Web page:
Airport Inflation Soaring Higher

The Labor Department recently reported that the cost of living in the United States increased in February by the most in 10 months.  Compared to a year ago, consumer prices jumped 2.9 percent.  However, prices at the airport are increasing at an even faster rate.

According to FareCompare, air travelers should expect more sticker shocks.  Last year, airfare prices increased about 17 percent.  Since January 2012, prices have already increased about 4 percent as jet fuel prices, which are a function of crude and refinery costs, continue to rise.  In 2011, the nation’s airlines spent about $51 billion in fuel costs, compared to $33 billion in 2005.  Companies such as United Continental Holdings Inc. (NYSE:UAL), Delta Air Lines Inc. (NYSE:DAL) and US Airways Group Inc. (NYSE:LCC) have all raised prices this year.

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Ben Baldanza, president and chief executive officer at Spirit Airlines Inc. (NASDAQ:SAVE), recently said, “We do expect pressure on ticket prices as energy prices stay really high and volatile.”  In order to help cope with rising costs, he explained, “What we’re doing at Spirit is we fly a very young, fuel efficient seat.  We also put more seats on our airline.  Just like Apple (NASDAQ:AAPL) gets a better picture when they put more pixels, we get lower prices wen we put more seats on the plane.”  Spirit is one of the best performing stocks in the airline industry, gaining about 25 percent year-to-date.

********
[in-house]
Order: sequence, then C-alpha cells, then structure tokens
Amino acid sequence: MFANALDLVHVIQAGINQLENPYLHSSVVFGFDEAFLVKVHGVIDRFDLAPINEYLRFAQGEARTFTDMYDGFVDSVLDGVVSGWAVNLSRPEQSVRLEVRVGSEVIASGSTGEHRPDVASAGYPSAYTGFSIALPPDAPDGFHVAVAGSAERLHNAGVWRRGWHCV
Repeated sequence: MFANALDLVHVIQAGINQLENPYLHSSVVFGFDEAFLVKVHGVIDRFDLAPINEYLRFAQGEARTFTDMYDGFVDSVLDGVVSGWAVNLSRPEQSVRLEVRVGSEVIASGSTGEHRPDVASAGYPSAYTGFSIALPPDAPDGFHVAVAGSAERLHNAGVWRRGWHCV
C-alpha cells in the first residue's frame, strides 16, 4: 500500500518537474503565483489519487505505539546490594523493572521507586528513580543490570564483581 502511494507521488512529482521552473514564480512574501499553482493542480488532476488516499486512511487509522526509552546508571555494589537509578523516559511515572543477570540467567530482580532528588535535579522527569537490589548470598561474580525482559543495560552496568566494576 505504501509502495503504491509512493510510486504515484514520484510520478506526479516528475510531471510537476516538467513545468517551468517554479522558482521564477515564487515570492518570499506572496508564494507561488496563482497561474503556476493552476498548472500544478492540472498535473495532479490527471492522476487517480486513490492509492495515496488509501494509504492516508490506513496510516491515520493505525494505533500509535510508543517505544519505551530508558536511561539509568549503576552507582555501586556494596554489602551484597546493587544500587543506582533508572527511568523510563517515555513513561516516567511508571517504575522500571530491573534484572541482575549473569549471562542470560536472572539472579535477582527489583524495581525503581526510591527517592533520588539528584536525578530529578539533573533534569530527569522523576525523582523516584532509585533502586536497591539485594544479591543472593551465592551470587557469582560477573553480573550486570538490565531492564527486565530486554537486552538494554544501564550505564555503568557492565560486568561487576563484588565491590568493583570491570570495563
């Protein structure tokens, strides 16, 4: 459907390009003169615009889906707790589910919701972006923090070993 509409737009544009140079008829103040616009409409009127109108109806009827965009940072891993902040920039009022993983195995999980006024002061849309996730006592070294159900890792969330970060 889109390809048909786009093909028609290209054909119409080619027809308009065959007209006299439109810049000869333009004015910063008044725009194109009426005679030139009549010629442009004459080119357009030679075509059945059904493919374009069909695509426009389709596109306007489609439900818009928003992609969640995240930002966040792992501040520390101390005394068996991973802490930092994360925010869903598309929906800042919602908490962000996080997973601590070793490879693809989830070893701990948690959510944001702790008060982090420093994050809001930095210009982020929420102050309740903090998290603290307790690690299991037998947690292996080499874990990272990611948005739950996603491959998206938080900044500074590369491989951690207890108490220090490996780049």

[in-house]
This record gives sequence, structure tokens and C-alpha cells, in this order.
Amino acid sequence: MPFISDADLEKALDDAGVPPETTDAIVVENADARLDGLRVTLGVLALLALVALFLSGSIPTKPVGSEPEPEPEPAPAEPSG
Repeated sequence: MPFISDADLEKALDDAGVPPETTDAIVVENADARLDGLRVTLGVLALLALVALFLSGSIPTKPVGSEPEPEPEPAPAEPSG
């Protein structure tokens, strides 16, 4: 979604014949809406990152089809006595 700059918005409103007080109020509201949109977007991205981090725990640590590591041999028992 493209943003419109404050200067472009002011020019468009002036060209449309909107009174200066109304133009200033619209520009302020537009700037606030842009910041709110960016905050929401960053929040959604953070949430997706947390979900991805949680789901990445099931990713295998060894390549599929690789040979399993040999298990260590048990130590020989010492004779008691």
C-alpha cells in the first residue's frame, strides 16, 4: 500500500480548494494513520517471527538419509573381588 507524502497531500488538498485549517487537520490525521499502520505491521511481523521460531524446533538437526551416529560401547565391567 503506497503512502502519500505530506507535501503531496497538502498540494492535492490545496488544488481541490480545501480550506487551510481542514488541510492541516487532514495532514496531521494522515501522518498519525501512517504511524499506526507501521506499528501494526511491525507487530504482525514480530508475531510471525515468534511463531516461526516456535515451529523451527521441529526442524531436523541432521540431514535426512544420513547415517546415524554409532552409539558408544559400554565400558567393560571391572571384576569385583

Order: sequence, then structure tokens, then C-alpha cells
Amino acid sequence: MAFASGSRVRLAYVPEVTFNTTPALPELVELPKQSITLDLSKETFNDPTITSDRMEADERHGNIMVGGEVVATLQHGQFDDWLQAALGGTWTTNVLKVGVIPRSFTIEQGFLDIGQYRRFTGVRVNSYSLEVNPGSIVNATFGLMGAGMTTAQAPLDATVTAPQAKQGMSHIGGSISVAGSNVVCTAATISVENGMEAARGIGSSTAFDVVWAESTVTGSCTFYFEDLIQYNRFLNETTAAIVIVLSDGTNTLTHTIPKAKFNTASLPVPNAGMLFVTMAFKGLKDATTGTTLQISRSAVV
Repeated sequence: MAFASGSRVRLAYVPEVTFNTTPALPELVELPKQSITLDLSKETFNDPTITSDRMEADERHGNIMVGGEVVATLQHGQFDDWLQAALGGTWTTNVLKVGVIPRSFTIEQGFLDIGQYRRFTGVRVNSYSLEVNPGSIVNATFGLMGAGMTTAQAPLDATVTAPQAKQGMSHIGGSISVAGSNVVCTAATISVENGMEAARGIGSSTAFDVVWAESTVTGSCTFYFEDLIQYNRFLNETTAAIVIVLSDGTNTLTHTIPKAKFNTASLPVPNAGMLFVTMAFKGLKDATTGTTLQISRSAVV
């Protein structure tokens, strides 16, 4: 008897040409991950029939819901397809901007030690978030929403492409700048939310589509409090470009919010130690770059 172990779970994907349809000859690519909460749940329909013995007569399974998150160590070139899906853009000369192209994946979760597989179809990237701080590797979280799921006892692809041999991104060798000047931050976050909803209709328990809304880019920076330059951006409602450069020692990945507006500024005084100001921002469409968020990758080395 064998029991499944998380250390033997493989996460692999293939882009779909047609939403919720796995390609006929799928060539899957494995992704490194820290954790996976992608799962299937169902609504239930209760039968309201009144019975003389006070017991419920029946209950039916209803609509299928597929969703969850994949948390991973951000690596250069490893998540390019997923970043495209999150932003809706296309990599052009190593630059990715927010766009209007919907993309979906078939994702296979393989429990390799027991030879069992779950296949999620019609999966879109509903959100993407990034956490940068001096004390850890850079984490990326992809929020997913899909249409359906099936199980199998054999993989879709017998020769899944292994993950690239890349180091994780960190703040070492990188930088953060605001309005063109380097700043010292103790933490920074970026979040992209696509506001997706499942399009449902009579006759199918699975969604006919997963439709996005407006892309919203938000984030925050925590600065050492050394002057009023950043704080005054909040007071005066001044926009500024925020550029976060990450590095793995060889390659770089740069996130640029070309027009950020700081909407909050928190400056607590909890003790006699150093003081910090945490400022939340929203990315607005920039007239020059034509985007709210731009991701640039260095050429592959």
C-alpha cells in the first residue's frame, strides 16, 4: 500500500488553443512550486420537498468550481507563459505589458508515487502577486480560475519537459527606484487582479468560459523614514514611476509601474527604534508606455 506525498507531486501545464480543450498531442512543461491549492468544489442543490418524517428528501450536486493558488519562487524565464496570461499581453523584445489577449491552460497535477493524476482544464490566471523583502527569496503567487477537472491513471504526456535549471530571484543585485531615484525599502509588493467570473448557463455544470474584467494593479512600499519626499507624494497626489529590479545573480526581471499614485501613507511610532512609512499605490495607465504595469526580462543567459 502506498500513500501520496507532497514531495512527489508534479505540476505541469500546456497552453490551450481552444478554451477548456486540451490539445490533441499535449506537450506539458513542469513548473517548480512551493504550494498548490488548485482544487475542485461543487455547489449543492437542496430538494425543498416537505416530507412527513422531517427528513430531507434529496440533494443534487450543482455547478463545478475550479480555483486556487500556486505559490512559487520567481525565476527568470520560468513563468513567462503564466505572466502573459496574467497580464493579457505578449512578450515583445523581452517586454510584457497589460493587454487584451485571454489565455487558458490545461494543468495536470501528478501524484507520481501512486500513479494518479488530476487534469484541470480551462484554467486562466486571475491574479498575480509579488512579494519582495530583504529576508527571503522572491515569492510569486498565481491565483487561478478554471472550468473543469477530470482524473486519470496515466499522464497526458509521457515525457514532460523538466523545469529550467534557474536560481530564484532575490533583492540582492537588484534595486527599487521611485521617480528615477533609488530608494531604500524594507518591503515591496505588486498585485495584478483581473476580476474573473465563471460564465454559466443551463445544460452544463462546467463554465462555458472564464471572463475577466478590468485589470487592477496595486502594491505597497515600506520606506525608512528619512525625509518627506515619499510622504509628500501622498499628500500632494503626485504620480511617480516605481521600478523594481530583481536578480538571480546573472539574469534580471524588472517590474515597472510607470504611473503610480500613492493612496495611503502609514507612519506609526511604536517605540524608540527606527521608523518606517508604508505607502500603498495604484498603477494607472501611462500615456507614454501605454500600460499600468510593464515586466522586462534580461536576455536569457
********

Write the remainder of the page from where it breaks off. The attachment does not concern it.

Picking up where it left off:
Laura Wright, Southwest Airlines (NYSE:LUV) chief financial officer, announced last week that the company does not expect to earn a profit in the first quarter due to high fuel costs.  “For March, bookings remain good but we are cautious,” she said during a conference.

In addition to rising airfares, passengers looking for a more pleasant security screening process will also have to pay more.  The Transportation Security Administration is launching a new program called “Precheck,” which allows passengers to bypass full-body scans, pat-downs and liquid regulations for $100.  The WSJ reports, “The process, now at two airlines and nine airports, is much like how screenings worked before the September 11 attacks.  To qualify, frequent fliers must meet undisclosed TSA criteria and get invited in by the airlines.”  By the end of the year, the program is expected to be in place at 35 airports and six airlines.  Currently, the program is only available at American and Delta.

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To contact the reporter on this story: Eric McWhinnie at

To contact the editor responsible for this story: Damien Hoffman at